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Static Electricity and Ferric Chloride (argh!)

Discussion in 'Electronic Basics' started by Puckdropper, Feb 17, 2007.

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  1. Puckdropper

    Puckdropper Guest

    I'm a little upset right now, so please consider that when reading. If
    you don't care, feel free to go to the next thread.

    I was working on etching a circuit board, and wasn't too happy with the
    progress of the etching process. Since warm etchant works better than
    cold etchant, I picked up the etching container (a little 4 oz container)
    and walked towards the garage heater (oil filled radiator type). After
    walking the grand total of 6 feet, I move to hold the etchant container
    closer to the heater and get shocked!

    On reflex, I jerk back from the heater, scattering and spilling the
    contents of the etchant container. The etchant gets all over my hands,
    the floor, my coat, and the heater. Luckily, I was able to avoid serious
    injury and minimize staining, but I can't trust that heater any more. I
    think the FeCl just ate through the paint before stopping, but I can't be
    sure.

    Next time I get an idea like this, I'm either going to be more patient,
    or if I want to move the etchant container, I'll put the lid on first.
    Either one would have prevented the whole situation, and at the worst I'd
    be disappointed by a bad board. They're a lot cheaper than a heater.

    Puckdropper
     
  2. Chris

    Chris Guest


    Sorry for your troubles. I was once using ferric chloride with the GC
    "Professional Etching Kit" (before they started including an O-ring to
    keep the heater from contacting the plastic tank). Combination of
    circumstances, the heater was touching the wall of the tank when I
    plugged it in to warm up and melted through just as the solution was
    reaching temperature. I was in another part of the plant.

    By the time I came back to check if the etchant was up to temp most of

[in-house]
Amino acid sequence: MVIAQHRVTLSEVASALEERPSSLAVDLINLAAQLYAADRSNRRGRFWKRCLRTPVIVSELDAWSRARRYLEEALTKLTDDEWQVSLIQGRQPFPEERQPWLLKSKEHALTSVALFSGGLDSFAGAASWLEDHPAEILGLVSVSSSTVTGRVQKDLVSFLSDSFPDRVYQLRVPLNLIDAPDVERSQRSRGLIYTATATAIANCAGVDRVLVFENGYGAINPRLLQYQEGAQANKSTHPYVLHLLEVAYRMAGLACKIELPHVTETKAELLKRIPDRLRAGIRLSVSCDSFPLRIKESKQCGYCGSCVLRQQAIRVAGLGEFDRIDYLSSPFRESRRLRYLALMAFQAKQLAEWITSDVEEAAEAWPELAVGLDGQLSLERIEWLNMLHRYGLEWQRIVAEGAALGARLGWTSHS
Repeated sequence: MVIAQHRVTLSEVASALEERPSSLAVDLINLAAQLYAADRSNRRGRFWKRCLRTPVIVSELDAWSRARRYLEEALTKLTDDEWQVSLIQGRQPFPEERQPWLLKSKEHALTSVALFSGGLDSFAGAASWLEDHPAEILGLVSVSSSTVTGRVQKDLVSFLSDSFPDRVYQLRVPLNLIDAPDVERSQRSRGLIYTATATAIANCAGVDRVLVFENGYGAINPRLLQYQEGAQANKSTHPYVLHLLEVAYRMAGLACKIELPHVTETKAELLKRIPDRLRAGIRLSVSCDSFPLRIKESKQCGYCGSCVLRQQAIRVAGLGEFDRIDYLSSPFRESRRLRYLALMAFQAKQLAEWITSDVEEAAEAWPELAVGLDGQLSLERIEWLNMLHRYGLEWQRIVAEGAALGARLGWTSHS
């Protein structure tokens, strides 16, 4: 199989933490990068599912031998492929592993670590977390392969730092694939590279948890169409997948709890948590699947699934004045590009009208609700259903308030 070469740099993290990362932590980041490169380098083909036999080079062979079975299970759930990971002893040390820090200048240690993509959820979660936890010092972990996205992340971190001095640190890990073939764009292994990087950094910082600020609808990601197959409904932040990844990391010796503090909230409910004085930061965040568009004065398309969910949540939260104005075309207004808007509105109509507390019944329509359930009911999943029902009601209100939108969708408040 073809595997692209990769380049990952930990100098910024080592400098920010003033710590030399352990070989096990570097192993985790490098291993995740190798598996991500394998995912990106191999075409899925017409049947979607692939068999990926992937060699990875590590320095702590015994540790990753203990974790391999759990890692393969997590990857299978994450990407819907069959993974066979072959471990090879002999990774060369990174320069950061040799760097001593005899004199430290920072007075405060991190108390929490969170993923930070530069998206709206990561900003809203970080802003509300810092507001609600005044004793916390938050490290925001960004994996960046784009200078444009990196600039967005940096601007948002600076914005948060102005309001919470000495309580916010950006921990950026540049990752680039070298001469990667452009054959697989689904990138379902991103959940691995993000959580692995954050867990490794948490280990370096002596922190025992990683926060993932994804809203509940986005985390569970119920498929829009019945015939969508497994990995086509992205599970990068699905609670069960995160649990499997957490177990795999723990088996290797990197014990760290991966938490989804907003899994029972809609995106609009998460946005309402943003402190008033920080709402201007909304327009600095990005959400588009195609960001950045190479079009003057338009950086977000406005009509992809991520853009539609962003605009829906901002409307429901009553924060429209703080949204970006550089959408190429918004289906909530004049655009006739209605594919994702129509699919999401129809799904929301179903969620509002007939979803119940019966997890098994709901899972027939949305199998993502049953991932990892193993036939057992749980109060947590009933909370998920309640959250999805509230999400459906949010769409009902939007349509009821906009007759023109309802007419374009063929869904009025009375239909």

the contents of the tank had poured out on the floor and had seeped
    into many different places in the lab. No fun to clean.

    Oh, well. DIY etching is a lot of trouble. And always use the
    included O-ring. ;-)

    Cheers
    Chris
     
  3. Bob Masta

    Bob Masta Guest

    Besides heat, the other thing you might want to check is to
    make sure that your ferric chloride is not too concentrated.
    Yes, you read that right: Believe it or not, above a certain
    concentration etching slows down to a near-standstill.
    You not only need to attend to this when you buy
    new etchant (which is sometimes supplied at too-high
    concentration), but also as it ages. You'll need to ask
    a chemist for the explanation... it's something to do
    with site competition (or something equally unintuitive).
    But in the lab where I used to work, it was standard practice
    when the etchant started to slow down (after some number
    of boards were etched), to dilute it a little to bring it back up to
    speed. I wouldn't have thought that usage would have
    provoked a concentration increase, though it might have
    been due to evaporation.

    If you want the details on the proper concentration, see
    www.daqarta.com/lptxh.htm

    Best regards,




    Bob Masta

    D A Q A R T A
    Data AcQuisition And Real-Time Analysis
    www.daqarta.com
    Scope, Spectrum, Spectrogram, Signal Generator
    Science with your sound card!
     
  4. Aly

    Aly Guest

    <SNIP>

    Nasty old stuff that. Lately most the of the things I've been doing seem to
    revolve around the cooker in the kitchen. From using the oven at 250oC for
    SMD components, to using a saucepan on the stove with a sealable sandwich
    box floating in a pan of water. That's where the etching gets done. All
    very technical and high tech.

    A sandwich box I've found is the most brilliant thing for etching, and at
    50p each in the local supermarket too. Just stick it in a saucepan of hot
    water. As for storing unused ferric cloride I use an airtight coffee jar
    (glass being non reactive) stored under the sink in the dark.

    I once tipped my mixed solution down a stainless steel sink.... Don't do
    that.

    All experience and memorable though. :)
     
  5. Guest

    GAWWWWWWD!!!!, Does you mom know you're doing that in her kitchen?
     
  6. Chris Jones

    Chris Jones Guest

    If you ever go to using Ammonium Persulfate etchant, then don't put it in an
    airtight container. I learnt that the hard way. It makes some kind of gas
    and my bottle exploded unexpectedly, distributing etchant all over the